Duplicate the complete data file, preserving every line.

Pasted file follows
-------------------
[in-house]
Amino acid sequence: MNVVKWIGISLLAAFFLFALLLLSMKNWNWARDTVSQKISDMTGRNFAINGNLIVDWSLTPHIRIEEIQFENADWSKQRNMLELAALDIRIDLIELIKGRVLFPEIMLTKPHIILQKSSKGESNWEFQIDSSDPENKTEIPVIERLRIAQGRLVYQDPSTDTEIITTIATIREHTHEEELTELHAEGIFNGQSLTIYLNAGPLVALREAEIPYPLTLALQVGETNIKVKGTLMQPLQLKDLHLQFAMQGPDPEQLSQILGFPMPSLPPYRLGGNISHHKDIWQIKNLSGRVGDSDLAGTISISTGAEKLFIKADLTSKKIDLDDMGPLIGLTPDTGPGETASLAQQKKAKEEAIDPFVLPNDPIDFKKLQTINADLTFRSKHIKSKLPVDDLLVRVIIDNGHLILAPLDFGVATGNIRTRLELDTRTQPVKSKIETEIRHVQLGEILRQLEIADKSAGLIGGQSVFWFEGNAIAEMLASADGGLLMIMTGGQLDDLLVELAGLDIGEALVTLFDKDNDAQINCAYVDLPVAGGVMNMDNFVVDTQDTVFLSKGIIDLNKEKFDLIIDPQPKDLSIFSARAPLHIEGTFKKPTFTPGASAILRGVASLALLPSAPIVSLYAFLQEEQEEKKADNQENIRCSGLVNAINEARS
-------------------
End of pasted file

[in-house]
Amino acid sequence: MNVVKWIGISLLAAFFLFALLLLSMKNWNWARDTVSQKISDMTGRNFAINGNLIVDWSLTPHIRIEEIQFENADWSKQRNMLELAALDIRIDLIELIKGRVLFPEIMLTKPHIILQKSSKGESNWEFQIDSSDPENKTEIPVIERLRIAQGRLVYQDPSTDTEIITTIATIREHTHEEELTELHAEGIFNGQSLTIYLNAGPLVALREAEIPYPLTLALQVGETNIKVKGTLMQPLQLKDLHLQFAMQGPDPEQLSQILGFPMPSLPPYRLGGNISHHKDIWQIKNLSGRVGDSDLAGTISISTGAEKLFIKADLTSKKIDLDDMGPLIGLTPDTGPGETASLAQQKKAKEEAIDPFVLPNDPIDFKKLQTINADLTFRSKHIKSKLPVDDLLVRVIIDNGHLILAPLDFGVATGNIRTRLELDTRTQPVKSKIETEIRHVQLGEILRQLEIADKSAGLIGGQSVFWFEGNAIAEMLASADGGLLMIMTGGQLDDLLVELAGLDIGEALVTLFDKDNDAQINCAYVDLPVAGGVMNMDNFVVDTQDTVFLSKGIIDLNKEKFDLIIDPQPKDLSIFSARAPLHIEGTFKKPTFTPGASAILRGVASLALLPSAPIVSLYAFLQEEQEEKKADNQENIRCSGLVNAINEARS